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G accelerationby scientifico
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#1
Jan813, 10:15 AM

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Hello, comparing the formula of gravitational attraction with F = m*a you get that the smaller mass disappear.
I don't think this is physically correct, do you ? thank you 


#2
Jan813, 10:18 AM

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#4
Jan813, 10:24 AM

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G acceleration
To briefly summarize ZapperZ's FAQ entry (since it mostly just derives what you seem to have already realized): what you have noticed is the fact that, ignoring air resistance, all objects fall at the same rate if dropped from the same height. Galileo noticed this a long time ago. It's not only physically correct—it's the defining feature of gravity.



#5
Jan813, 10:36 AM

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For m comparable to M, this doesn't work. Zz. 


#6
Jan813, 10:55 AM

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The instantaneous acceleration of an body in a gravitational field is independent of its mass, regardless what the mass ratios are. That's what the OP derived, but doubts. Whether the gravitational field changes over time, because the other object moves too, is a different issue. 


#7
Jan813, 11:01 AM

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For what the OP is asking, the reason is shown in the derivation in the FAQ. Zz. 


#8
Jan813, 11:14 AM

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More to the point: the OP said, "I've done this calculation, and it leads to conclusion X which I can't believe is true." Your response was to link to a question that is, "Why is X true?" that shows it's true (at least under the right circumstances) by repeating the same sort of calculation the OP did. That is not very helpful. The OP wouldn't ask, "Why is the conclusion true?" because he doesn't think it's true! All you've done is start from the belief that it's true and repeated what he already knew. Whatever further caveats and restrictions you want to add don't change that fundamental fact. The correct response to OP's question is just: yes, actually, it is essentially true. If they then want to delve into why it's true—why gravitational and inertial mass seem to be equivalent—then that can be delved into as a follow up, as can the caveats that show it's actually just a limiting behaviour. 


#9
Jan813, 11:54 AM

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#10
Jan813, 02:30 PM

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Why don't you try to work this out yourself. You are on a planet of mass M. Planet A has mass M as well while planet B has mass M/2. Do you really think that from your point of view on your planet, both planets will "fall" at the IDENTICAL rate? Try it. And don't forget that your planet is also falling towards the center of mass of the 2planet system. Zz. 


#11
Jan813, 03:10 PM

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If I have two bodies on the earth m1 and m2 both with m << M, is their gravitational acceleration EXACTLY the same or the heavier body has a very slightly higher acceleration ?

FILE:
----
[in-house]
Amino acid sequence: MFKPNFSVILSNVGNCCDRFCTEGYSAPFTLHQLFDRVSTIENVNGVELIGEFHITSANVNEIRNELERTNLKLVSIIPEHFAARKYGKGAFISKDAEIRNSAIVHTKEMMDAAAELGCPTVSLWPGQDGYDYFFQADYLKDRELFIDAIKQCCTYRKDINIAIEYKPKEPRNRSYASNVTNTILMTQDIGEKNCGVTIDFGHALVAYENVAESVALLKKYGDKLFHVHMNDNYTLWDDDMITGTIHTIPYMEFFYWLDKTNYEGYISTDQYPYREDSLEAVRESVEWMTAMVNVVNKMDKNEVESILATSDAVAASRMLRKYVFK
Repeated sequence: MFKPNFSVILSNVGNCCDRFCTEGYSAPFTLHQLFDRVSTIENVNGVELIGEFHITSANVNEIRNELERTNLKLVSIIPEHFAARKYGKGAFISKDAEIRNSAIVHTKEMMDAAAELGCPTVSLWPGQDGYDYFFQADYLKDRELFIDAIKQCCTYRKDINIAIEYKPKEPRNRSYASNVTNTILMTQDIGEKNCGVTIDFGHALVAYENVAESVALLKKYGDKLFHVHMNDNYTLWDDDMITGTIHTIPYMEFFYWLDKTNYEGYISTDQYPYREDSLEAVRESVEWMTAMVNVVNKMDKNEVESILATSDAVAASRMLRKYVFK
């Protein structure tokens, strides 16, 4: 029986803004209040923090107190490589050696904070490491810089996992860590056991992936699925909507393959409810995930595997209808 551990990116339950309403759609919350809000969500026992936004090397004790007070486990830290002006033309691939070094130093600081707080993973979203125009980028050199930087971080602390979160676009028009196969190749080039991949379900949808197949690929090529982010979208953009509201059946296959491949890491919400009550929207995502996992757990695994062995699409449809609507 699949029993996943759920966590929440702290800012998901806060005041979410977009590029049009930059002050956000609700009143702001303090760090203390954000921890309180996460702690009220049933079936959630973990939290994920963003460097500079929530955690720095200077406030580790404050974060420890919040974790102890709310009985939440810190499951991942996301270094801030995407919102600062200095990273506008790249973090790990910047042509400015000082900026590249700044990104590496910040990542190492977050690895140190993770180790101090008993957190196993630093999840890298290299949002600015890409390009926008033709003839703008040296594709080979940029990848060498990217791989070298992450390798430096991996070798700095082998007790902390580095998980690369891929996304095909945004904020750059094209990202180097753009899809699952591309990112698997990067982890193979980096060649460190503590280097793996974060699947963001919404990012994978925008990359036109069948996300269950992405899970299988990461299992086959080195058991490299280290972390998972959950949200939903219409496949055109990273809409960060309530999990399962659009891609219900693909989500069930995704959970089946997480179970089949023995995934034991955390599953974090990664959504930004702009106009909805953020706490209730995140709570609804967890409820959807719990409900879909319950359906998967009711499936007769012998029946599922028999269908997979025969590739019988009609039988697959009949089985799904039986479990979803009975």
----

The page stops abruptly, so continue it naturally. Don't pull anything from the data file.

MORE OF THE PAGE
#12
Jan813, 04:22 PM

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m << M doesn't matter for the instantaneous acceleration, which is the same for m1 and m2 at the same distance from M, no matter how great M is. But the total time until collision will be shorter for the heavier m, if M is not much greater than the m's. 


#13
Jan813, 05:38 PM

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To an external viewer, both small objects accelerate at the same rate. The only difference is that the acceleration of the large mass is just slightly greater with the heavier small mass. If your frame of reference is the large mass, then the acceleration of the small objects and the large object have to be added together. A viewer on the large mass will see the heavier small object accelerate at a slightly greater rate than the smaller small object. 


#14
Jan813, 10:35 PM

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The only way it is not true is if you use a (Newtonian) non inertial frame to measure the rate of falling. I think that must be what you are doing, but I don't know why. 


#15
Jan913, 07:09 AM

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I have learned that a hammer and a feather (in vacuum) will not have the same acceleration. Appearently it has because these objects are so small compared to the earth, that the earth mass will dominate almost totally. The hammer will hit the ground a split second before the feather. Maybe this was off topic, but might help I hope.
Vidar 


#16
Jan913, 07:30 AM

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#17
Jan913, 10:51 AM

P: 181

so heavier body hit the earth before the lighter one because its stronger gravitational field gets the earth a bit closer to it ?
said that I dont understand physically why acceleration is independent from m 


#18
Jan913, 11:18 AM

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But I am guessing you are looking for a good analogy, or intuitive explanation, which will help to drive it home? hmm... by analogy, it is similar to coulomb's law, replacing charge with mass, so then it just so happens that mass gets cancelled out of the equation. By intuition... the gravitational force gets stronger with stronger mass, but then the inertia increases as well, so gravity has more to pull on, so the two effects cancel out, so that increasing the mass doesn't increase the acceleration (or decrease it). I can't think of any other ways to explain it. 


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